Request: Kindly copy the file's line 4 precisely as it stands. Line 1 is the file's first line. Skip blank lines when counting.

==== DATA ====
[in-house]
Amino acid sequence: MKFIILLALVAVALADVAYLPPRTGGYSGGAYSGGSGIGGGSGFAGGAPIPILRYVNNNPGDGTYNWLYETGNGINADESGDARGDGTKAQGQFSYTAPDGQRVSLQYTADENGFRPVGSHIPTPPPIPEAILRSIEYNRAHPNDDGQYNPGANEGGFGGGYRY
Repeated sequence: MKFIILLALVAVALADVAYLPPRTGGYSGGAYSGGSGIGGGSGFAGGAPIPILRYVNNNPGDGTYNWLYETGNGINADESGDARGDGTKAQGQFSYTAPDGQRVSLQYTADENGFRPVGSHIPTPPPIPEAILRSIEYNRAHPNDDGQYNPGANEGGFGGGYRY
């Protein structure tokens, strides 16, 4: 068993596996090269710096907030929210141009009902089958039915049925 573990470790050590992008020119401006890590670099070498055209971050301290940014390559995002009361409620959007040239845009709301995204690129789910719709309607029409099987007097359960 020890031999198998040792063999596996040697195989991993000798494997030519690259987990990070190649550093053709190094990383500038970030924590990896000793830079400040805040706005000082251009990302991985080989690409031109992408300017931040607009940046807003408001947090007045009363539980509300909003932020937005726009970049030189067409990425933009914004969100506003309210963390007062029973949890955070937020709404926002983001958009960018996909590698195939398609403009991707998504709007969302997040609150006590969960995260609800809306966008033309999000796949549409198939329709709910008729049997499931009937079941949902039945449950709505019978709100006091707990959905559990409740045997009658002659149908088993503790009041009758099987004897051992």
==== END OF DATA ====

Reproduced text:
């Protein structure tokens, strides 16, 4: 068993596996090269710096907030929210141009009902089958039915049925 573990470790050590992008020119401006890590670099070498055209971050301290940014390559995002009361409620959007040239845009709301995204690129789910719709309607029409099987007097359960 020890031999198998040792063999596996040697195989991993000798494997030519690259987990990070190649550093053709190094990383500038970030924590990896000793830079400040805040706005000082251009990302991985080989690409031109992408300017931040607009940046807003408001947090007045009363539980509300909003932020937005726009970049030189067409990425933009914004969100506003309210963390007062029973949890955070937020709404926002983001958009960018996909590698195939398609403009991707998504709007969302997040609150006590969960995260609800809306966008033309999000796949549409198939329709709910008729049997499931009937079941949902039945449950709505019978709100006091707990959905559990409740045997009658002659149908088993503790009041009758099987004897051992």